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04/19/2007


Prominent Blogger Says At Least 3 Anti-Gay Members Of Congress Are Gay; One Will Be Outed Soon

IMG_0512Mike Rogers, a blogger who gained fame in the mid 2000s by "outing" prominent anti-gay politicians, says he currently knows of three anti-gay members of the U.S. House of Representatives who are themselves gay. U.S. News reports:

Rogers refused to say when he might disclose information on these members or what might provoke such a revelation, maintaining that as a journalist he holds some cards close to the vest.

But Rogers said he's about to get his hands on concrete evidence that one anti-gay member of Congress engages in gay sex. "Oh, it's going to happen because it has been happening for a long time," he said.

The blogger's most high-profile triumphs include the 2004 revelation that then Rep. Ed Schrock (R-VA) was leaving voicemails on a gay hook-up service, prompting the two-term congressman to retire. In October 2006 he wrote that three men informed him they had sex with then Sen. Larry Craig (R-ID) in bathrooms at Union Station. Before making his allegations against Craig public, two of his three sources signed affidavits saying they would come forward if Rogers was taken to court. 

If his previous track record is any indication, these new revelations are sure to make waves once the cat is out of the bag. Let the speculation commence. 


Federal Judge to Determine Whether Larry Craig Improperly Spent Campaign Funds to Defend His Toe-Tapping Antics

Former Senator Larry Craig's infamous Minneapolis airport restroom cruising is back in the spotlight, McClatchy reports:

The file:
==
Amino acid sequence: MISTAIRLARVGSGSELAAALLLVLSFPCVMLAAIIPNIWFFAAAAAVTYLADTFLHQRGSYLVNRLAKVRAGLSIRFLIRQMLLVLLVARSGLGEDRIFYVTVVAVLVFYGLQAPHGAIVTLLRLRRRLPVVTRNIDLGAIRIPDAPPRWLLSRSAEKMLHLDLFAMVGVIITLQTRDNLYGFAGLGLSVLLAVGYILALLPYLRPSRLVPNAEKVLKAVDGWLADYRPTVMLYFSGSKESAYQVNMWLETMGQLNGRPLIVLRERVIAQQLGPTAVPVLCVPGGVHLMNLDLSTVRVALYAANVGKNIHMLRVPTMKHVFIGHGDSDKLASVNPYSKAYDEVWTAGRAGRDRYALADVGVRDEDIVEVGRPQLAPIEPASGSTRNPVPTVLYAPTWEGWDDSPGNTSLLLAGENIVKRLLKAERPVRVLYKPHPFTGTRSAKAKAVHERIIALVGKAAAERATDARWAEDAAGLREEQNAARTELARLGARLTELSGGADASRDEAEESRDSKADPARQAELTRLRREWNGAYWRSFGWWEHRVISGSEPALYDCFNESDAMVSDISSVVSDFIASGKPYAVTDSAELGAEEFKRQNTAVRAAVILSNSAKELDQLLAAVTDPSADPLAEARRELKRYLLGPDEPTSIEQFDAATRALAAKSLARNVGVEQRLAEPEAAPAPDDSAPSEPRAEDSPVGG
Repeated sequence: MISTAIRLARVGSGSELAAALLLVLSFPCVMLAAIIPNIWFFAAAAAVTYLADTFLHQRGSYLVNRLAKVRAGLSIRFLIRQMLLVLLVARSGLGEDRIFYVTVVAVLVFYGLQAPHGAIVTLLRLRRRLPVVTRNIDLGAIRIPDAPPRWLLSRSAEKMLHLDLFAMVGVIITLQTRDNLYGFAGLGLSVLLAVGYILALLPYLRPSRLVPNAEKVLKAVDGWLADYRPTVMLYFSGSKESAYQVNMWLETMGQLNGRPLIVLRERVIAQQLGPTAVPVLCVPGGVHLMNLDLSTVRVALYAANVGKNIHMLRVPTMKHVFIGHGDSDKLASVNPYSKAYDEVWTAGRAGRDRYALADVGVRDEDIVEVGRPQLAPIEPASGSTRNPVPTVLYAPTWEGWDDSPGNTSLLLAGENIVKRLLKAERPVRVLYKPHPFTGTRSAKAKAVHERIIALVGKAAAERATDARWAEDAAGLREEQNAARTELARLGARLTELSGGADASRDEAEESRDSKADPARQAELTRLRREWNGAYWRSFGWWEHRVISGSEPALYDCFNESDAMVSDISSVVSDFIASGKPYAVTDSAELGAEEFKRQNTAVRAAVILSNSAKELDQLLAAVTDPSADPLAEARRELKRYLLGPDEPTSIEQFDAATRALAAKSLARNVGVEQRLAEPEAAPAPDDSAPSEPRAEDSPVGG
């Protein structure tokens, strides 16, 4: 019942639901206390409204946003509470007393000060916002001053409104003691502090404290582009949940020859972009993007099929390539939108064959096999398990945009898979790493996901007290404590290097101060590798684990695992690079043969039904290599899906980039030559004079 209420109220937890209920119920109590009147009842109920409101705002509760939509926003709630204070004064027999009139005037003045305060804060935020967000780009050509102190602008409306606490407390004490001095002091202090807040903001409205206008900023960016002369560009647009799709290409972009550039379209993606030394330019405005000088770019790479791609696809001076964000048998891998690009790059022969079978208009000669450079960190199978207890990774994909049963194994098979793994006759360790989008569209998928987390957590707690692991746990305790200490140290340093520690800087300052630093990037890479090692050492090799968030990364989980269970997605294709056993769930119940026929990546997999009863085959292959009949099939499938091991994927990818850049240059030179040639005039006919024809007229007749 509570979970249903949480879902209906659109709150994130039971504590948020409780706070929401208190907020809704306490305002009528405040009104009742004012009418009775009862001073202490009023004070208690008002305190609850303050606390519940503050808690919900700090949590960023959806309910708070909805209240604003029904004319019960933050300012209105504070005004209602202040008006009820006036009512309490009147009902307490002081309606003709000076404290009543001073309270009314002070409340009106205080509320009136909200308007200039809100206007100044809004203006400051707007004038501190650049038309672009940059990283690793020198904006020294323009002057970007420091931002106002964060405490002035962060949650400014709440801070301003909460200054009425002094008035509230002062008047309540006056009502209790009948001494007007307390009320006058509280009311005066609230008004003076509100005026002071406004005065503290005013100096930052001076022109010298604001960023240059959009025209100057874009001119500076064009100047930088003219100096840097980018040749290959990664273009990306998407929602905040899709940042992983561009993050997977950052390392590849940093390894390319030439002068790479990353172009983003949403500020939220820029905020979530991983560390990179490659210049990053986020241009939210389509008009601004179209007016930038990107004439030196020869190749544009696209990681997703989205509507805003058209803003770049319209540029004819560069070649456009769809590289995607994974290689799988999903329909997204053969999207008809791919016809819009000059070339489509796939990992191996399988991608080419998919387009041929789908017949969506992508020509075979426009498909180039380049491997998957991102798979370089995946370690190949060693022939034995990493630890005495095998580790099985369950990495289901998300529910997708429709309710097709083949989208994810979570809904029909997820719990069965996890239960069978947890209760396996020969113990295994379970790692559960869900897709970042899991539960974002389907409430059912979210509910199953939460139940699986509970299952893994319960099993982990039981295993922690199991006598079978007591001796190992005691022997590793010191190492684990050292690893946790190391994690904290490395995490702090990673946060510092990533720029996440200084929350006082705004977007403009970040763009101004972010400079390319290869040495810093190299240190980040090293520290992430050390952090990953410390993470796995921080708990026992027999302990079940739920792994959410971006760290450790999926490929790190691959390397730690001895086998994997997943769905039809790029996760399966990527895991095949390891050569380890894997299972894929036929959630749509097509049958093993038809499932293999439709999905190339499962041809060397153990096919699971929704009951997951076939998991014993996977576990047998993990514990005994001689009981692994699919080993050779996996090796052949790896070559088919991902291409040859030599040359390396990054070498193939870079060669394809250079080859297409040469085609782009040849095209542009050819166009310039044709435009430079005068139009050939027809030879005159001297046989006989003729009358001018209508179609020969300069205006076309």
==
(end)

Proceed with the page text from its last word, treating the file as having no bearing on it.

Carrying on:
LarrycraigA federal judge this week will confront the surprisingly important fallout from former Idaho Republican Sen. Larry Craig’s 2007 bathroom arrest.

Craig’s own money may be on the line Wednesday, but that’s not all. Other politicians, too, could have a future stake in what U.S. District Judge Amy Berman Jackson says about how campaign dollars can be spent.

The Federal Election Commission says Craig improperly used more than $216,000 in campaign funds to pay attorneys after being charged with disorderly conduct for his behavior in a Minneapolis airport men’s room. Craig’s attorneys insist he was on official business and so could use his campaign treasury as other legally embattled lawmakers have done before him. The judicial resolution to this dispute could have a broad reach.

Craig is now a principal in New West Strategies, a self-described “strategic advocacy” firm with offices in Washington and Eagle, Idaho.

No word on how often he visits his old stomping ground on layovers.


Larry Craig Sued For $217,000

070911_lcraig_simonPoor Larry Craig. The ex-senator, famous for his wide stance in airport bathrooms, is currently fending off demands from the Federal Elections Commission that he personally repay the $217,000 spent on his legal defense in the gross/funny/sad leadup to his resignation in 2007.

From the AP:

The FEC sued Craig in June in U.S. District Court in Washington, D.C., alleging he converted the campaign money to personal use by spending it on his legal defense after he was accused of soliciting sex in a Minneapolis-St. Paul International Airport bathroom. The commission argues Craig's defense had no connection to his campaign for federal office.

The ex-senator begs to differ. He insists out that his trip to the airport was pure business -- was constitutionally mandated, in fact, because he was headed to D.C. to fulfill his senatorial duties -- and as such, any expenses incurred while using the airport's amenities ought to be reimbursed by the United States government. Craig and his lawyers claim the assertion has precedent. From the AP: